Jumping the Shark Review

Upstairs at the Gatehouse – until Sunday 12th March 2023

Reviewed by Ben Jolly


Just when you thought it was safe to go back to the theatre, Jumping the Shark, a brand new comedy hits the scene this week performing Upstairs at the Gatehouse…

The Golden GirlsDiff’rent StrokesOnly Fools & Horses…! I hear myself checking off theme tunes from the golden age of sitcoms being played through the sound system as we wait for an evening of entertainment; a lovely attention to detail which I do appreciate. 

Taking place at a seminar for television sitcom writing, instructed by one of the industry’s prominent and respected writers, Frank Donohue, five privileged and eager writer newbies gather in a conference room in Farnham to meet their prophet and soak up the knowledge he has to bear. While time passes, each individual’s personal lives are brought up and we slowly learn the backstories behind this complex cast of characters.

The phrase from which the title takes its inspiration has been used in the television ‘biz for years and defines that pinnacle moment when a TV show has hit its peak and thus in the face of declining quality uses cheap gimmicks and gags to keep the show afloat.

One by one, as our characters arrive at the conference room, we are introduced to our classmates; while each persona has been thoroughly thought out, they initially come across two dimensional and it takes until the second act of this play to really see another side to them.

The first act has a clever, monologue performed by David Schaal as Frank (our sitcom professor) who has the difficult task of playing a character who is clearly bored and performing his own well–rehearsed speech without coming across as, well, bored and over rehearsed in the performance he is giving us – he does carry this well and when things start to go off script later in the play, manages to heighten his performance accordingly.

There are some truly wonderful performances from Sarah Moyle as Pam and Robin Sebastian as Gavin. Sarah lifts the text off the page and adds her own comedy magic while expertly trading the line so as not to go overboard or take anything away from the dialogue. Sarah and Robin have great chemistry as Gavin and Pam and we instinctively warm to these characters.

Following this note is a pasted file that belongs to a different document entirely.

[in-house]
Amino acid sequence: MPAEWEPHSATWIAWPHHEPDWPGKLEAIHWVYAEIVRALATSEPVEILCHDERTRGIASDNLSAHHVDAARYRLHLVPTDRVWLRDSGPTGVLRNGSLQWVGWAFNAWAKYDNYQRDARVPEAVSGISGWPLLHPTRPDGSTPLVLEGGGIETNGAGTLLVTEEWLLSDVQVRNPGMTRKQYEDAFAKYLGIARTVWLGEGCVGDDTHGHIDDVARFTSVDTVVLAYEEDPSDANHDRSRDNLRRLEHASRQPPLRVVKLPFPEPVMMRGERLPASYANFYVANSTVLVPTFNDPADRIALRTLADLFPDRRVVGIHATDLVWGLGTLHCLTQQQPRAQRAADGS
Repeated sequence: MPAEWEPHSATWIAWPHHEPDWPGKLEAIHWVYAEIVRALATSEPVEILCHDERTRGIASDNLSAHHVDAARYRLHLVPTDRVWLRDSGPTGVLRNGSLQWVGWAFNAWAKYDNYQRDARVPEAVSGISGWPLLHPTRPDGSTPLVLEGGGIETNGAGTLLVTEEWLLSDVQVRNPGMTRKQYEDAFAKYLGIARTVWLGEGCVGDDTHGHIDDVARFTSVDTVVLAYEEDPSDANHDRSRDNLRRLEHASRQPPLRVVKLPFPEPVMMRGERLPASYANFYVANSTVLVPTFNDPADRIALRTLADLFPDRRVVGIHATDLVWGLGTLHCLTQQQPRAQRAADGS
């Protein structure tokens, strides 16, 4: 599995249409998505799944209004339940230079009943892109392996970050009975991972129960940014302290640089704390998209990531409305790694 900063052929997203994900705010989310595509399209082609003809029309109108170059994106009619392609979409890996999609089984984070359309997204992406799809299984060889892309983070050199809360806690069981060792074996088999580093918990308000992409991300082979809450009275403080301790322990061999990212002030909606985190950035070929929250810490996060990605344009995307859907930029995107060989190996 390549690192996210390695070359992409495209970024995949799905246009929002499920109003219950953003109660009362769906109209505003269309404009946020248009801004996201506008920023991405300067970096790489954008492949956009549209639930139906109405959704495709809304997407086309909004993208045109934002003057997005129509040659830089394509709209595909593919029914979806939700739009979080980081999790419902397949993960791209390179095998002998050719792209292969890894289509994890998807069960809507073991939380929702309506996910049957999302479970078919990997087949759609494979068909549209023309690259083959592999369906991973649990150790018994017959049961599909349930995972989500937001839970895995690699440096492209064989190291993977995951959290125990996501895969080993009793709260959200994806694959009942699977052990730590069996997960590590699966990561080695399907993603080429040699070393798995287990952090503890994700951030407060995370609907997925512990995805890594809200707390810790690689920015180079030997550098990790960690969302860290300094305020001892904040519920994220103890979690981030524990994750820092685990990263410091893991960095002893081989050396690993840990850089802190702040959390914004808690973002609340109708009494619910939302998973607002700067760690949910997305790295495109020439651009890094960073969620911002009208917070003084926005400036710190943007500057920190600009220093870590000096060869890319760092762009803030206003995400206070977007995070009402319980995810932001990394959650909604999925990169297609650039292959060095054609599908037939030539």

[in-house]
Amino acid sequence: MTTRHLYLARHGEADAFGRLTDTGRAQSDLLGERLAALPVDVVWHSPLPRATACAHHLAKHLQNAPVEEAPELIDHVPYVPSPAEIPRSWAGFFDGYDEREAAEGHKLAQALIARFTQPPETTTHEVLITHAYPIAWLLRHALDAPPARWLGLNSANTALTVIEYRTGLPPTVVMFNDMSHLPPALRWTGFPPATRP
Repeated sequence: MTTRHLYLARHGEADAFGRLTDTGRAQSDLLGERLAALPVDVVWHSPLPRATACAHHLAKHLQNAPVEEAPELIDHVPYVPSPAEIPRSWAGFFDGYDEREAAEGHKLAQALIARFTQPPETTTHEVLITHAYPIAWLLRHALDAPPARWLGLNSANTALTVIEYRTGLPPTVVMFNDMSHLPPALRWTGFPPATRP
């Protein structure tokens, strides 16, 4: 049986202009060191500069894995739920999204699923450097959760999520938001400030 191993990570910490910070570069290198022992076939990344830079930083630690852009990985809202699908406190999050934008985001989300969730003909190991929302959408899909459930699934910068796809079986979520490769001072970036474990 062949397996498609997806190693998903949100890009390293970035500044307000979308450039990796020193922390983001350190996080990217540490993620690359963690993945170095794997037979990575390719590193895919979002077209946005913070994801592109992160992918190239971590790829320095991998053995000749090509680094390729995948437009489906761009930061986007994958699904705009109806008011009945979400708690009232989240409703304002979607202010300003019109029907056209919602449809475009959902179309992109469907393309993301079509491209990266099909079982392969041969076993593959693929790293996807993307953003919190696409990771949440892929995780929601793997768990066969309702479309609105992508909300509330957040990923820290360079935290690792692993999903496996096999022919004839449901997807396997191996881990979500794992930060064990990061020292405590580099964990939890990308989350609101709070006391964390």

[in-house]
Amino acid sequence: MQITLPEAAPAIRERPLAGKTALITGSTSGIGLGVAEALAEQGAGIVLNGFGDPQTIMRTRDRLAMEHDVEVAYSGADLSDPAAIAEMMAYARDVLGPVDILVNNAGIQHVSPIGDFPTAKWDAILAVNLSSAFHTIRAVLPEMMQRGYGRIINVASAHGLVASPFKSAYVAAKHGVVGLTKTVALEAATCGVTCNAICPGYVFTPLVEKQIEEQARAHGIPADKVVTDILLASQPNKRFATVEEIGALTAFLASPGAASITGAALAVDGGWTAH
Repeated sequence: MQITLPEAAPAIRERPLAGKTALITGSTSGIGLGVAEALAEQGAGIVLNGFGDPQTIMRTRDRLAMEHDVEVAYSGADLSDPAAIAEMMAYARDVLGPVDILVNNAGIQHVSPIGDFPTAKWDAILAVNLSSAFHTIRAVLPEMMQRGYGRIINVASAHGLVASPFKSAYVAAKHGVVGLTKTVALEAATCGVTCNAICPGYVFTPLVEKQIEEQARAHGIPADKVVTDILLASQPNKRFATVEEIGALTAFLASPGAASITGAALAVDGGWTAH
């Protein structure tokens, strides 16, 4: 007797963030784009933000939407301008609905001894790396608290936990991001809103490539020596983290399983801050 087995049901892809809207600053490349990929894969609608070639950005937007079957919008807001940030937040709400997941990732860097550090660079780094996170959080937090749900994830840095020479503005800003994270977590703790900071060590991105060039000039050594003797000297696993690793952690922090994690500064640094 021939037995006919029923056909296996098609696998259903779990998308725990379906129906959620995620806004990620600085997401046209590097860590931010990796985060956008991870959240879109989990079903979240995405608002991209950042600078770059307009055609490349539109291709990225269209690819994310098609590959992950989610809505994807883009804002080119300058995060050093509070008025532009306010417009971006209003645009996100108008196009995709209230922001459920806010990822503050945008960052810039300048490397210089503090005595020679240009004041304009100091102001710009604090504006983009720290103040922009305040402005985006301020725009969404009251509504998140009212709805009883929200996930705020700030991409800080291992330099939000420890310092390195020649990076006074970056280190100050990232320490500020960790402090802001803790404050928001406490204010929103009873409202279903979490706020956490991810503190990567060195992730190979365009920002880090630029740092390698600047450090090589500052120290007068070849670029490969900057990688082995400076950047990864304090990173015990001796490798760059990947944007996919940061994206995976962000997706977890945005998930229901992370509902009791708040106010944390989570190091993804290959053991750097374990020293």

The other half of the cast include Jack Trueman as Dale, Jasmine Armfield as Amy and Harry Visinoni playing the part of Morgan. These actors all have their moments to shine and do a wonderful job at keeping the energy up throughout.

I couldn’t help but feel that the structure of the play could be better organised, such a linear timeline didn’t help the slow pace of the first act, and when things started to heat up during Act 2, it really highlighted how much the first act had been dragging, I am sure that nothing more than a little restructure of the scenes and some more dynamic direction could fix this.

The writers, David Cantor and Michael Kingsbury (who also directs) have had extensive careers in the sitcom television world and this definitely shows with their industry terminology, fast paced jokes and instinctive knowledge of comedic timing. The piece currently works as though it is a 6 episode television series, as a play however, I think just a touch more theatricality could take it to the next level. That being said, at the end of the day, if you’re as big a fan of the classic sitcom format as I am, you won’t be disappointed by this charming piece of work.